Here’s another notable excerpt from the monks’ worship, redolent with powerful passion, resurrection, Eucharistic and Trinitarian language:
Let us turn to the Man of Sorrows
Who beckons us from the cross
Because He is with us as on Easter morn.
Let us not forget the blood He shed.
Let us break the bread
Let us drink from the chalice of passage
Let us greet the One who sacrificed Himself.
By loving us until the end
Through Him, with Him and in Him
You shall receive, Almighty Father
In the unity of the Holy Spirit
All glory and honor,
Forever and ever.
The eucharistic language is reinforced by an actual communion scene in which we hear the repeated words “The body of Christ.” (There is also an important climactic “Last Supper” scene, though the Eucharistic overtones are subtextual, not explicit.)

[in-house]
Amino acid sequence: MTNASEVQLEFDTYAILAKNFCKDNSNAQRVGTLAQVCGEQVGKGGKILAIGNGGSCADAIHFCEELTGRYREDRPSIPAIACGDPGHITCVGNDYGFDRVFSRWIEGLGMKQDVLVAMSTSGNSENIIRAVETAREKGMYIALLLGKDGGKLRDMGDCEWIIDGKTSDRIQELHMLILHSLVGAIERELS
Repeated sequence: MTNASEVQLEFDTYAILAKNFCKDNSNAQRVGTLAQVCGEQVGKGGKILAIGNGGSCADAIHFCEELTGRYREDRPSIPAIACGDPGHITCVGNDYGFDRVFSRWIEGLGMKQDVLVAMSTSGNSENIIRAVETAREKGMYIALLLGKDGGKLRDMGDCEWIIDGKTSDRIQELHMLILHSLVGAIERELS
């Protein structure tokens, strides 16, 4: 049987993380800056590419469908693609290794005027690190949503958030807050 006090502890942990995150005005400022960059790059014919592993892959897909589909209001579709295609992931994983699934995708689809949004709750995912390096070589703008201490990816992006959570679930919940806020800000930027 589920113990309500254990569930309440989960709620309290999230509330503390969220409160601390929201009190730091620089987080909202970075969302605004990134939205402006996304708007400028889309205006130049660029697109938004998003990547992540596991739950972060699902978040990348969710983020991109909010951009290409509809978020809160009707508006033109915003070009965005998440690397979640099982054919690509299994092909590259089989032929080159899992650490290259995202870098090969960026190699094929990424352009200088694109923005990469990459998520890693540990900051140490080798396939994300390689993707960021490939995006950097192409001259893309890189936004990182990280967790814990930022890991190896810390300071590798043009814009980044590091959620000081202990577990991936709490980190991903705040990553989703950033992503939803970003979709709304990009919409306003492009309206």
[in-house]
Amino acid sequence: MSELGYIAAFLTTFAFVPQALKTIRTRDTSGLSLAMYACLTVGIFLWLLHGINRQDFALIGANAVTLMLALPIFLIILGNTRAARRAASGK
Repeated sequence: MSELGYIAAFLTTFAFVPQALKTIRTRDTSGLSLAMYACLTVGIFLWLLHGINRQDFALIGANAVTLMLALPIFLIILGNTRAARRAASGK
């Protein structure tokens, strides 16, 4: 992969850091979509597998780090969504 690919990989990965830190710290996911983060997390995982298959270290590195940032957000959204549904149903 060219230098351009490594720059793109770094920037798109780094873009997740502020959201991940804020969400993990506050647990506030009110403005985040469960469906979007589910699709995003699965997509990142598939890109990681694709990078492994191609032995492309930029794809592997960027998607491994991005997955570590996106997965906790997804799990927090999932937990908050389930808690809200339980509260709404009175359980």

We hear excerpts from the liturgy of the hours:
Lord, open my lips,
And my mouth will proclaim your praise …
Save us, Lord, while we are awake,
guard us while we are asleep;
that, awake, we may watch with Christ,
and, asleep, may rest in His peace.
Scriptural texts include a chanted Psalm 143 (“Enter not into judgement with your servant / For no man living is righteous before You…”) and a reading from Luke 17 (“On that night two people shall be in one bed; one shall be taken, the other left”), followed by “The Gospel of the Lord — Praise to you, Lord Jesus Christ.” God is hailed as “Father of light, eternal light and source of all light,” who “seeks the prodigal son.”
After all this, what more can I say?